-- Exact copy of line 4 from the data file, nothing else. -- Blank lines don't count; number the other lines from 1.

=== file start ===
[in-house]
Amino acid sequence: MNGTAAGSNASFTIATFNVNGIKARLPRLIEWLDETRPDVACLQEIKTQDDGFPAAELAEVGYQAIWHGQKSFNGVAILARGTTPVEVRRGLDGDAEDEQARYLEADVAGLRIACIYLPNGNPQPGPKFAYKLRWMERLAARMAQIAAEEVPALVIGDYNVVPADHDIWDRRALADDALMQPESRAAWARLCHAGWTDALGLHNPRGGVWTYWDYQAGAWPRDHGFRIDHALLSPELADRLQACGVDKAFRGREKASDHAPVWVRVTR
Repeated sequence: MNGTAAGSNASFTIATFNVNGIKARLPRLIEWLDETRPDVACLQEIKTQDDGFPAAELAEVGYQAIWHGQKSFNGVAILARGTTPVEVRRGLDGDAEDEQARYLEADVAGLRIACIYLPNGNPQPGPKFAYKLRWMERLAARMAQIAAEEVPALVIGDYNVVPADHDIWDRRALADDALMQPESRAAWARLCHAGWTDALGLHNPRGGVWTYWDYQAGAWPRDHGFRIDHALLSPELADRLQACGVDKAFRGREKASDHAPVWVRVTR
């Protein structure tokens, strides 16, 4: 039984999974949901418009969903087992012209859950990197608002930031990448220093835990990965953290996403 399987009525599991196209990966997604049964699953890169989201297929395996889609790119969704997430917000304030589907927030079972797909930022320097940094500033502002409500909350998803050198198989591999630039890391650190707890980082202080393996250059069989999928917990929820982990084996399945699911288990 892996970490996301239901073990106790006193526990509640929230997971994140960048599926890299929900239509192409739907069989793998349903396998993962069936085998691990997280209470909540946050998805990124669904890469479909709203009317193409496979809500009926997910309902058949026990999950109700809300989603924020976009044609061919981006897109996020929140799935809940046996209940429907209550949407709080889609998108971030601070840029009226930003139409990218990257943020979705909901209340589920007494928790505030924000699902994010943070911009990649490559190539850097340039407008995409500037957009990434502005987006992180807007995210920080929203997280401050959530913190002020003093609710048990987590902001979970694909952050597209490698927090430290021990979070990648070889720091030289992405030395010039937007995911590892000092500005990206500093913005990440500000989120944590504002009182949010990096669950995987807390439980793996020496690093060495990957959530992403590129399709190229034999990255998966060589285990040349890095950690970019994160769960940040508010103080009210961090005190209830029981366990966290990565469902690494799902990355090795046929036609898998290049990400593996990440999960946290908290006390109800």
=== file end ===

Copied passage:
């Protein structure tokens, strides 16, 4: 039984999974949901418009969903087992012209859950990197608002930031990448220093835990990965953290996403 399987009525599991196209990966997604049964699953890169989201297929395996889609790119969704997430917000304030589907927030079972797909930022320097940094500033502002409500909350998803050198198989591999630039890391650190707890980082202080393996250059069989999928917990929820982990084996399945699911288990 892996970490996301239901073990106790006193526990509640929230997971994140960048599926890299929900239509192409739907069989793998349903396998993962069936085998691990997280209470909540946050998805990124669904890469479909709203009317193409496979809500009926997910309902058949026990999950109700809300989603924020976009044609061919981006897109996020929140799935809940046996209940429907209550949407709080889609998108971030601070840029009226930003139409990218990257943020979705909901209340589920007494928790505030924000699902994010943070911009990649490559190539850097340039407008995409500037957009990434502005987006992180807007995210920080929203997280401050959530913190002020003093609710048990987590902001979970694909952050597209490698927090430290021990979070990648070889720091030289992405030395010039937007995911590892000092500005990206500093913005990440500000989120944590504002009182949010990096669950995987807390439980793996020496690093060495990957959530992403590129399709190229034999990255998966060589285990040349890095950690970019994160769960940040508010103080009210961090005190209830029981366990966290990565469902690494799902990355090795046929036609898998290049990400593996990440999960946290908290006390109800």